Your basic household drain pipe is a fairly simple device. It has one job: to take liquids away to the sewer, where water treatment experts somehow magically turn those contaminated fluids into clean ones again. The circle of inside plumbing is really kind of magical. Until, of course, something causes the system to grind to a halt.
If your sewer isn’t sewering, you’ve got big problems.
Signs Your Sewer Line Needs Attention
When your sewer line is working, you barely notice it. But when things start to go wrong, well, life gets pretty interesting. A failing sewer line can be a huge mess and a big expense that just gets worse the longer you ignore it. This isn’t a problem you can handle yourself, you will need an expert to help.
Watch for these signs if you suspect there may be a problem with the sewer line:
- Gurgling noises in your pipes
- Water backing up in the lowest drain in your home.
- Slower drainage house-wide.
If these things happen occasionally, you may not have a real problem, but it’s still a good idea to call a plumber to check out the sewer line to ensure that any issues are addressed before they become nightmares.
Causes of Sewer Line Failure
Sewer lines fail for many different reasons, often depending heavily on where your property is located. For example, you’d be more likely to have sewer problems due to ground shifting in an area prone to earthquakes. That’s just one cause of line failure, though. Here are some others:
- Although there are some clay sewer lines from Ancient Rome still intact and theoretically functional, your sewer lines are probably going to reach a tipping point where the materials begin to erode, corrode or weaken until they fail entirely. Modern materials like PVC may be able to outlive older pipes made of cast iron or bituminized fiber, but even PVC can and will fail eventually.
- If you have trees and you have a sewer line, you’ve got a recipe for disaster. Large trees often have a very wide root zone that can eventually penetrate anything in the way. Roots in sewer lines is a very common issue in areas hospitable to large trees. If this is the heart of the matter, you may find that you only have intermittent problems with the line backing up. You still need to call a plumber.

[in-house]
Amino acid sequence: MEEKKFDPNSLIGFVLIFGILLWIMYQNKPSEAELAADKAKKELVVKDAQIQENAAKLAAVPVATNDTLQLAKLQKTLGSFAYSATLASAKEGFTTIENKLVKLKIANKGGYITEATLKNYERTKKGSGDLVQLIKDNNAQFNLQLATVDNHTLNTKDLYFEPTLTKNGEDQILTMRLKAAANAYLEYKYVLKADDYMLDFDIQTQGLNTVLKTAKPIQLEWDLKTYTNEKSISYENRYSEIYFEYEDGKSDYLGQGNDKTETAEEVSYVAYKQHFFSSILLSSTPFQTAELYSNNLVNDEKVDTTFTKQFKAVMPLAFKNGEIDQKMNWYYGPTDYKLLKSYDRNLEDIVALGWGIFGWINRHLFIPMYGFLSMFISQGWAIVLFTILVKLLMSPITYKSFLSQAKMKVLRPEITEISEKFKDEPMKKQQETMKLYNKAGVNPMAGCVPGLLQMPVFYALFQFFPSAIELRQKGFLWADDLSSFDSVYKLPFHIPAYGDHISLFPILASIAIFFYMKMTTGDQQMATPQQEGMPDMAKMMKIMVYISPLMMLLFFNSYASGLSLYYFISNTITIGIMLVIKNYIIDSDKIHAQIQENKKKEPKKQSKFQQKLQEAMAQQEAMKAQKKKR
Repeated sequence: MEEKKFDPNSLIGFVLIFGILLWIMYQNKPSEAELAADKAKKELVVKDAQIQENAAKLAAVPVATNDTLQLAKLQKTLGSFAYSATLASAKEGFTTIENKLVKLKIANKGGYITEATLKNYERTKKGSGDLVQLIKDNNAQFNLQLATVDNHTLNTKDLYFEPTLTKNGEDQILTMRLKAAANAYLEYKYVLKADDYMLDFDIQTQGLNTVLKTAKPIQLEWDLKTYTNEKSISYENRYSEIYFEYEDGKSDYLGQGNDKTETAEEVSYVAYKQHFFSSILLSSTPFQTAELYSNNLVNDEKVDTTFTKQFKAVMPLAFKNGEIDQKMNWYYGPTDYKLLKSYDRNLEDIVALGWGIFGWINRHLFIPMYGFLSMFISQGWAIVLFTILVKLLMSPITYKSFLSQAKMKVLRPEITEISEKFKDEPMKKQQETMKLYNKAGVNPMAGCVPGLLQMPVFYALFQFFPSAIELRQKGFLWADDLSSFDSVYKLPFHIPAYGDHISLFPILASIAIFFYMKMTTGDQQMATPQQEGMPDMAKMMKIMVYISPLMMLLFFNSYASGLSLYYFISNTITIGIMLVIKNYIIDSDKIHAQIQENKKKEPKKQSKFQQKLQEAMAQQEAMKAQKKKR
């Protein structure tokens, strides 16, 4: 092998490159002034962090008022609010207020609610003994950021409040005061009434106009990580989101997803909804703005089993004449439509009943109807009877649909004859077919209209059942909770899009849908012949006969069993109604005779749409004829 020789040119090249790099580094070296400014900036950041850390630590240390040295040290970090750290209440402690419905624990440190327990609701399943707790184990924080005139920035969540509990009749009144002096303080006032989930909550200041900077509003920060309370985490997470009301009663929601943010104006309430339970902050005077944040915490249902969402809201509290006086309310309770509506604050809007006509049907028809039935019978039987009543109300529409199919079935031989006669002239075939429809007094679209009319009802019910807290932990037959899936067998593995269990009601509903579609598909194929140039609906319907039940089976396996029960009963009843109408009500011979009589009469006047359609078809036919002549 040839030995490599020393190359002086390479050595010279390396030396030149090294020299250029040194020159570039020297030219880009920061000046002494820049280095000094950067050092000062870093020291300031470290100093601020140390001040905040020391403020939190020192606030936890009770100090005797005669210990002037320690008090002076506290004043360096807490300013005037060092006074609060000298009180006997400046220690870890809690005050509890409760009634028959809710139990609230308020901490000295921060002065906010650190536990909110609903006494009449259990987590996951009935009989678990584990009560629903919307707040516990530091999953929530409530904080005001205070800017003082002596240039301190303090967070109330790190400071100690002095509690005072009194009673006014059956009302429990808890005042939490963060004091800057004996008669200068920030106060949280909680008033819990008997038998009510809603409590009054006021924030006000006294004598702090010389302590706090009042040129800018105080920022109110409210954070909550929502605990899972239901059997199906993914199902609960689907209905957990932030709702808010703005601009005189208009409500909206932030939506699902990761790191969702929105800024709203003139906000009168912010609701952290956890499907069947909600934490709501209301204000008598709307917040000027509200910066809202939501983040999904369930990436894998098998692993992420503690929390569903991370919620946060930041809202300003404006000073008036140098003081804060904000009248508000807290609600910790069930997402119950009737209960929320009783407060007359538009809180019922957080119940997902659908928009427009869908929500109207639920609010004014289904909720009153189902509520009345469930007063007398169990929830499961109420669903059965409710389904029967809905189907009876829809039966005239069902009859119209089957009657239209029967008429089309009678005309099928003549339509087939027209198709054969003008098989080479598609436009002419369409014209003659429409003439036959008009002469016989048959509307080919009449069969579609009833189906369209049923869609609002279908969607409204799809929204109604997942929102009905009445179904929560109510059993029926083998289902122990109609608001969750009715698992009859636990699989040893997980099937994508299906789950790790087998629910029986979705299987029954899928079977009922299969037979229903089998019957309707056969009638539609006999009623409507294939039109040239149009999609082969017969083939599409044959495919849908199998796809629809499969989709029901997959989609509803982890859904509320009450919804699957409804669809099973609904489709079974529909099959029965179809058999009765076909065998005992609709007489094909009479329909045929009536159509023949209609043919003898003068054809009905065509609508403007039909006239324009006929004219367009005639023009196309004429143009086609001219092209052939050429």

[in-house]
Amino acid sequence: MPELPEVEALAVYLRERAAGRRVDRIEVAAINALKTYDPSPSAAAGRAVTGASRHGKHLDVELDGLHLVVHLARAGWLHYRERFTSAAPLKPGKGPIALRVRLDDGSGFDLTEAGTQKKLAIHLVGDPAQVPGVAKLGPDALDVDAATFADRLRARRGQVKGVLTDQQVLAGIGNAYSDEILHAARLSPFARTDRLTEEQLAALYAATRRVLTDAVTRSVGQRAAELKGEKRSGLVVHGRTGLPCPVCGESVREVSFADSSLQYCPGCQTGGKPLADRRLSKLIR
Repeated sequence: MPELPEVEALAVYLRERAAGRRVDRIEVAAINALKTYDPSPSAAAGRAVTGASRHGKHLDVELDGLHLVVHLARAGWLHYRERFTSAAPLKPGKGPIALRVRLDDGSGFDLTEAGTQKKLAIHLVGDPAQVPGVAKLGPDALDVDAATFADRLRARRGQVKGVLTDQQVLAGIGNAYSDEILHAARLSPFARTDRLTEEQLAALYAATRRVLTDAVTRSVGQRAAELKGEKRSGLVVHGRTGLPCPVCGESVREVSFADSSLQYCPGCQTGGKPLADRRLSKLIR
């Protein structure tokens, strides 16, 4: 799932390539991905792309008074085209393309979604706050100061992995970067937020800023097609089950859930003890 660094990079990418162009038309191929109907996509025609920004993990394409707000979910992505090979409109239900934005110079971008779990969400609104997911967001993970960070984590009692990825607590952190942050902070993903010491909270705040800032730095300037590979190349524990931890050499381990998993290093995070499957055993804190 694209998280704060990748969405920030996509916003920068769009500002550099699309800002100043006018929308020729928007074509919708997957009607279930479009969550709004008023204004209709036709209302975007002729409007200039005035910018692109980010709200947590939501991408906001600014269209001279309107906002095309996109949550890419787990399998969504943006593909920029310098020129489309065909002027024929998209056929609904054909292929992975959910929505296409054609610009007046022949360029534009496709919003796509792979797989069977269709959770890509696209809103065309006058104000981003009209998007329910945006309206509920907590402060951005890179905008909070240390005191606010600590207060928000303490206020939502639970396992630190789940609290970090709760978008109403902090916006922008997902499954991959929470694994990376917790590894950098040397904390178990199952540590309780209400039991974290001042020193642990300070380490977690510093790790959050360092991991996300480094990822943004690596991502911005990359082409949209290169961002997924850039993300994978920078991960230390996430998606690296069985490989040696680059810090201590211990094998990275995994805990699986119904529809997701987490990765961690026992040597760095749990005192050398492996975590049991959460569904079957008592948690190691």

- As previously mentioned, earthquakes and other natural events that cause the ground to shift can also cause your sewer line to shift. Even very heavy rains could result in pipe shifting, depending on your local soil makeup. A pipe that has shifted may end up with too little slope to carry water reliably to the sewer.
These are the most common causes for sewer line failure. Other very rare situations do occur and ultimately, the only way to be sure what’s going on with your sewer line is to send a camera inside to look around.
Replacing Your Sewer Line is a Big Deal
If your plumber determines that your sewer line has failed, it’s going to be a big deal. There’s no sugar coating this. Depending on what type of solution you and your plumber decide on, you may have deep trenches dug across your yard and a lot of chaos until the work is complete. However, at the end of the process, you’ll know your sewer line is in working order, so you’ve got that going for you.
There are two main methods that are used to repair sewer lines: total replacement of the old line (or the part that has failed) and relining.
Having a brand new sewer pipe is worth a lot of agony, especially when you consider that most plumbers have the equipment to dig up your old sewer line, inspect it and replace the damaged bits. This is generally a less expensive method of sewer line repair, but it comes with a lot of hassle and mess.
When your sewer line issues are minimal and involve cracked or root-invaded sections of pipe, it’s possible to reline the pipe using one of several methods, including cure-in-place and pull-in-place pipes. Essentially, what your plumber will do is recoat the inside of your sewer line with a stabilizing material. Digging is minimal, but the price is often substantially higher and not every plumber has the training and equipment to perform this task.
Paying the Plumbing Bill
Many homeowners are under the impression that the sewer line coming from their homes is the municipality’s responsibility. Those people get a very rude awakening when they learn that they are actually footing the bill. The city will absolutely fix anything going wrong in the main, a larger sewer pipe that your whole neighborhood drains into. But any drain lines from your house to the junction of your sewer line and the main sewer line is on you.
It’s a big purchase, no matter how you slice it. Right now, the national average cost for repairing a sewer line is about $2,570, with a typical range running from $1,071 to $4,078. What you’ll actually pay is based on how much work it takes to get to your sewer line, as well as the remedy you choose, from partial replacement to cast-in-place pipe.